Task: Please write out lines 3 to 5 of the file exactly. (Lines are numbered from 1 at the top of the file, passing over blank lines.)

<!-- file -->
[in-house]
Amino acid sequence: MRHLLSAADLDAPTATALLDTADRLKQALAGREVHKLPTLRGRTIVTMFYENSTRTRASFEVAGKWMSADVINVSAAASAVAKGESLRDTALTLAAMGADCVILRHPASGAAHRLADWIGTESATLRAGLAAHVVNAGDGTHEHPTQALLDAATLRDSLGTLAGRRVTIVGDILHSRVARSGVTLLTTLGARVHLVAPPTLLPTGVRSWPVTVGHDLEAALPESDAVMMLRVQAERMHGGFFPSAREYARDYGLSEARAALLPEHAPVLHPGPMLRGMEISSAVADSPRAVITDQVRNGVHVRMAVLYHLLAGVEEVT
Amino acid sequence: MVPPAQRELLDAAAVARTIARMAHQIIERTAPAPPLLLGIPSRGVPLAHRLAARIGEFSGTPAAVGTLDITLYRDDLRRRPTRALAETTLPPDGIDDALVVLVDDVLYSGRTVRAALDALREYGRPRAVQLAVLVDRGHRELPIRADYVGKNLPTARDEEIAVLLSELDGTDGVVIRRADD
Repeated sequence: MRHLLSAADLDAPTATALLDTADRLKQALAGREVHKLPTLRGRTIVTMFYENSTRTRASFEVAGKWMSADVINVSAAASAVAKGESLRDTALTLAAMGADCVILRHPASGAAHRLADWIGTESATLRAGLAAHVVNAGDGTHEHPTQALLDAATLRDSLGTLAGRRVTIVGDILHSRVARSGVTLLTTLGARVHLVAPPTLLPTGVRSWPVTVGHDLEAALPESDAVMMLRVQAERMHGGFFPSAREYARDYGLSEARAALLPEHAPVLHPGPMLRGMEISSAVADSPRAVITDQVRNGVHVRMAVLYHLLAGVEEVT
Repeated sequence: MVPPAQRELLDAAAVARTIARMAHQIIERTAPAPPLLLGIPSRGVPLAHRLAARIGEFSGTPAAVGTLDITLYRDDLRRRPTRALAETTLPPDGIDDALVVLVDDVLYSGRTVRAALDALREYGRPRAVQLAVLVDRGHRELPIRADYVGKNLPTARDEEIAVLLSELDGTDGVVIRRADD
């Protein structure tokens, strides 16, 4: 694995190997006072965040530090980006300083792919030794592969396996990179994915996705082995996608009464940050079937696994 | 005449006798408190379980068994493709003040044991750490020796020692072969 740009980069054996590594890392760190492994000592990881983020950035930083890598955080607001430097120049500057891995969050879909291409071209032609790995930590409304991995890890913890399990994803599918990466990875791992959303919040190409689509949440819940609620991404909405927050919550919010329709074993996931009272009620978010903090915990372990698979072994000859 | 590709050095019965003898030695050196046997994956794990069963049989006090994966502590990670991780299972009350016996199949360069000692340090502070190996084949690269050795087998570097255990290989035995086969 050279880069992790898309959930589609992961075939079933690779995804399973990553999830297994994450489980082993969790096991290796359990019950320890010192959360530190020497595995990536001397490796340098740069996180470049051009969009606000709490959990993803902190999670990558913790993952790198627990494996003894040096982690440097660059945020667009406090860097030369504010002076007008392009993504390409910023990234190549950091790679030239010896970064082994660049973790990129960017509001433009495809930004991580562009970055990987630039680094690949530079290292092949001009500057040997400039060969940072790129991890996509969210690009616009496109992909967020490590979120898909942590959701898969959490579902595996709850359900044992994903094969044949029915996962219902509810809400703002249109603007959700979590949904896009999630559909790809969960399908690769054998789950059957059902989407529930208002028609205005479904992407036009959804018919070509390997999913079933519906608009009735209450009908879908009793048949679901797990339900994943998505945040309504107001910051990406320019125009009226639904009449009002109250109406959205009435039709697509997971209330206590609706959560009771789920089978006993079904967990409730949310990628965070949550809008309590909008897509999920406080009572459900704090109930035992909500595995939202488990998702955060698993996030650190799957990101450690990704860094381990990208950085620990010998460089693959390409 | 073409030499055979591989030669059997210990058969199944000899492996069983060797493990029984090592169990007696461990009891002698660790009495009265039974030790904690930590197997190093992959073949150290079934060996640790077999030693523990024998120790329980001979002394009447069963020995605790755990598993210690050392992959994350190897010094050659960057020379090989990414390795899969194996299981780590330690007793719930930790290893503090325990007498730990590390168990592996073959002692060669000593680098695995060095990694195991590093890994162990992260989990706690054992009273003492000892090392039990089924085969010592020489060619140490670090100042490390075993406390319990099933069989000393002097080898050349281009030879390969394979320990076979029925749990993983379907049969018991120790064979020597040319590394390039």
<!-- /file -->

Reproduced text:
Amino acid sequence: MVPPAQRELLDAAAVARTIARMAHQIIERTAPAPPLLLGIPSRGVPLAHRLAARIGEFSGTPAAVGTLDITLYRDDLRRRPTRALAETTLPPDGIDDALVVLVDDVLYSGRTVRAALDALREYGRPRAVQLAVLVDRGHRELPIRADYVGKNLPTARDEEIAVLLSELDGTDGVVIRRADD
Repeated sequence: MRHLLSAADLDAPTATALLDTADRLKQALAGREVHKLPTLRGRTIVTMFYENSTRTRASFEVAGKWMSADVINVSAAASAVAKGESLRDTALTLAAMGADCVILRHPASGAAHRLADWIGTESATLRAGLAAHVVNAGDGTHEHPTQALLDAATLRDSLGTLAGRRVTIVGDILHSRVARSGVTLLTTLGARVHLVAPPTLLPTGVRSWPVTVGHDLEAALPESDAVMMLRVQAERMHGGFFPSAREYARDYGLSEARAALLPEHAPVLHPGPMLRGMEISSAVADSPRAVITDQVRNGVHVRMAVLYHLLAGVEEVT
Repeated sequence: MVPPAQRELLDAAAVARTIARMAHQIIERTAPAPPLLLGIPSRGVPLAHRLAARIGEFSGTPAAVGTLDITLYRDDLRRRPTRALAETTLPPDGIDDALVVLVDDVLYSGRTVRAALDALREYGRPRAVQLAVLVDRGHRELPIRADYVGKNLPTARDEEIAVLLSELDGTDGVVIRRADD